Just like Sam and Dean, the Impala has Daddy issues. The Impala was John’s car first; he was a mechanic, so we can assume he restored her. As his life changed, the Impala was the one reminder of the man he had been, before he became an obsessed demon hunter.

We know John gave Dean the Impala, and while we don’t know exactly when, it must’ve been a significant occasion-an anointing, if you will, of his oldest son. To Dean, the car represents John and his mission. In accepting it, Dean stepped into his role in the “family business” and acknowledged that he wanted to be just like his father. We know that deep in his subconscious, which we visit in “Dream a Little Dream of Me” (3-10), Dean continues to see the car as John’s and as a signifier of his father’s influence on him even after his death.

After he gives the Impala to Dean, John retains his role as patriarch by replacing the Impala with a monster truck-bigger in every way than the Impala, with much larger, not at all phallicly significant, weapons. The separation of John from the Impala is a sign of him disconnecting from his family, his heart, and without her he becomes a loner, focused solely on his vengeful quest.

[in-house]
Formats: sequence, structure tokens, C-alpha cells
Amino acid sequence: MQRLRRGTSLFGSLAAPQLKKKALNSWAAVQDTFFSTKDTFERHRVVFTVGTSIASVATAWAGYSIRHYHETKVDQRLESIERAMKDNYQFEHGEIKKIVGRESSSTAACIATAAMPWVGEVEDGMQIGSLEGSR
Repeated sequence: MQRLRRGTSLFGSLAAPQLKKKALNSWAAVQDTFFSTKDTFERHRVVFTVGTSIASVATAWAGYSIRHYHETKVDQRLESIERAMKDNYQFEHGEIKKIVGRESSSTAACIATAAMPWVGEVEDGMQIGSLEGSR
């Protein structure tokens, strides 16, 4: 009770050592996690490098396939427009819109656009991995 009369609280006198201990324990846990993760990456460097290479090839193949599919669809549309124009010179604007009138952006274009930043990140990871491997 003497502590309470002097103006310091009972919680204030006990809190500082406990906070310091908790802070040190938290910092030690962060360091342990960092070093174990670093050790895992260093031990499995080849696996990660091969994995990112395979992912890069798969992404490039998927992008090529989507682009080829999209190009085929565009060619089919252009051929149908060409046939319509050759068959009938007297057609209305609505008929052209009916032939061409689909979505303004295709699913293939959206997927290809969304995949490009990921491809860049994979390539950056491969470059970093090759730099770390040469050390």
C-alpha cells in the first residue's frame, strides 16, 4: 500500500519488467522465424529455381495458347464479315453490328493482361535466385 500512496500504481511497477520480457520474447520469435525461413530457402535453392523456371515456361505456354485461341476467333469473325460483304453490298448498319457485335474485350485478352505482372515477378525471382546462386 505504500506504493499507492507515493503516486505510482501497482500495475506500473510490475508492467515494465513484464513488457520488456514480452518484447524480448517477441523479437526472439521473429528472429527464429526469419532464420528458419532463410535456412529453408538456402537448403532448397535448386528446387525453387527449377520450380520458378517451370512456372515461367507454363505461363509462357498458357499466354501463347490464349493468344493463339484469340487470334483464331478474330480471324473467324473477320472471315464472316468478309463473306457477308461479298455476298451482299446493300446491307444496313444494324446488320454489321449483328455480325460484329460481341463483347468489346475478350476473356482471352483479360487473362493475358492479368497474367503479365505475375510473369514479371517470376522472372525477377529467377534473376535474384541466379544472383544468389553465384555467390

When John reunites with his sons in “Dead Man’s Blood” (1-20), he makes a crack to Dean about the state of the car: “Dean, why don’t you touch up your car, before you get rust? I wouldn’t have given you the damn thing if I thought you were going to ruin it.” John is reasserting his paternal authority-reminding Dean where the car came from and who the car represents. In other words: respect the car, respect me.

After John’s death, with the Impala a wreck, Dean drives a loaner from Bobby in “Everybody Loves a Clown”: a family van with soft pop, rather than cock rock, playing on the radio. In Freudian terms, he experiences the loss of his father (the phallus-owner) as castration: “I feel like a freaking soccer mom.” Beyond the purely Oedipal, this can more broadly be seen as Dean having lost the power to act. He has no clear enemy to fight, and he has no idea what to do with the enigmatic warning John has left him about Sam.